What have we cut out to help our life fit our priorities?

We used to spend quite a bit of time watching TV in the evenings. While we haven’t cut out all TV,  we now go on family walks in the evening, and spend time on the floor playing with the baby. If the weekend was too busy for meal prep,  week nights are our backup time for getting healthy food prepared.

My husband and I have noticed is that it is easy to get sucked into playing on our phones. Now we try to put our phones away as much as possible when we get home so we spend time together.

Does your money go toward your priorities?  

We need money to live. We should not live to make money.  It is important to consider where our money is going, and if this is in line with our priorities.  Earning enough money can be an added stress and time user that makes our other goals hard to reach. Many of us spend 8+ hours each day working to make money for all of the other “things” in our lives. When my husband and I went through our budget- we found that there were some of these things that we spent money on that didn’t necessarily contribute to our goals and priorities. Obviously having a roof over our head, paying our utility bills, and putting good food on the table are crucial. but have you ever analyzed all of the other things that you buy that we often don’t really need? Here are some examples of some changes we’ve made:

  • We have tried stop eating out at restaurants. It is more expensive for typically less healthy food.
  • We look for free or cheap entertainment (e.g. parks, walking, games, etc.) since what we remember is the time spent together, and not whatever expensive show or event we might have missed.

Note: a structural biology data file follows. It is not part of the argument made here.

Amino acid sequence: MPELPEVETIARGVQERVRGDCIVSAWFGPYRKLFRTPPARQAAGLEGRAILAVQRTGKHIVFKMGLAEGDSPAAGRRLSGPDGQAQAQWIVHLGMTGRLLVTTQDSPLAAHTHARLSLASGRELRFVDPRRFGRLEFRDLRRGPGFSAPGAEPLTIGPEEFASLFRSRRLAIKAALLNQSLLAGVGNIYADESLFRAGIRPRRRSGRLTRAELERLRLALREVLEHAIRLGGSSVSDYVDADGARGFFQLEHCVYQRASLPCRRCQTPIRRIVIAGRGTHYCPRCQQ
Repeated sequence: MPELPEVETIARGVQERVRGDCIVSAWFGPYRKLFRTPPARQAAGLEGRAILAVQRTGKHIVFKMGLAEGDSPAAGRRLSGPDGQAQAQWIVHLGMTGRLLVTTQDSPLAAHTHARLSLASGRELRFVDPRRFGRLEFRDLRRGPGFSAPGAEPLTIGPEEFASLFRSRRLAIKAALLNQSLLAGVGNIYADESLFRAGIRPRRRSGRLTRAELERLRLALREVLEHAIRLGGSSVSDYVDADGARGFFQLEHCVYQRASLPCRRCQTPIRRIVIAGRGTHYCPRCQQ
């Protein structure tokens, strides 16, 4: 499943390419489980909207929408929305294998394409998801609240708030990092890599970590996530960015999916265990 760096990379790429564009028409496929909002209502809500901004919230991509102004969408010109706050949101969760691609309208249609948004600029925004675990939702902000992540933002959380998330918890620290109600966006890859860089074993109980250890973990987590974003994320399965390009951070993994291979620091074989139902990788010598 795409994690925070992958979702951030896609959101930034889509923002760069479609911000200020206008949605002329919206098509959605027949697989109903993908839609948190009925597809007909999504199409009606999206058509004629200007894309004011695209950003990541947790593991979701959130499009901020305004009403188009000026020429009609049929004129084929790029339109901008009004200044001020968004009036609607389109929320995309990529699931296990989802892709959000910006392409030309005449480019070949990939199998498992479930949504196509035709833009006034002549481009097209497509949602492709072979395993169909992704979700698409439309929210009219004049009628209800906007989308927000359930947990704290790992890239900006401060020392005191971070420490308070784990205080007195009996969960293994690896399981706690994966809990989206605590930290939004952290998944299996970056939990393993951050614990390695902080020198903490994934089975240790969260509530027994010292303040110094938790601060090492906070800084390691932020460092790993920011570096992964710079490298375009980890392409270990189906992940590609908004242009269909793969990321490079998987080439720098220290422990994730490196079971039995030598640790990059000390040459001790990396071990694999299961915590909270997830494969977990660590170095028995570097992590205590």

• We don’t buy things just because they are on sale or cheap. Before buying something, we think- "Do we really need this?" If not, we leave it on the shelf. It’s amazing how much money you can spent on a little run to Target. Even with this mentality, we have still managed to accumulate our fair share of "things" and are working on selling/donating some of our extra possessions. 
  • When we had a family birthday party for our daughter- we valued spending time with our guests and feeding them good quality homemade food. We decided not to spend money on decorations and party favors.
  • We don’t buy new cars, and are planning on driving our old cars for a very long time to avoid having a car payment
  • We don’t live in a house that overstretches our budget. When buying a house, it is often easy to qualify for a house that stretches your budget adding stress each month. We find that we spend 90% of our time at home either in the kitchen, family room or bedroom- and don’t need a ton of extra square footage.

When you look at your cash flow, you might realize that you are spending quite a bit of money on things that don't add value to your life. Cutting in these areas could allow you to save more money, pay off your credit card, or decide that it would be okay to earn less money and spend less of your time working.

Everyday patients give me excuses about why they can’t eat healthy (too expensive, takes too much time), why they can’t exercise (no time), why they don’t get enough sleep, etc. My answer is that it is all about your priorities and choices. If something is a priority and important to you, then you will figure out a way to do it!

This week, think about what you value in life, and what would help you reach these priorities. How you could change your daily routine to make your life mirror your priorities?

I'd love to hear your ideas to "Stack You Life". Chat with me on facebook.

Dr. Jamie Thomure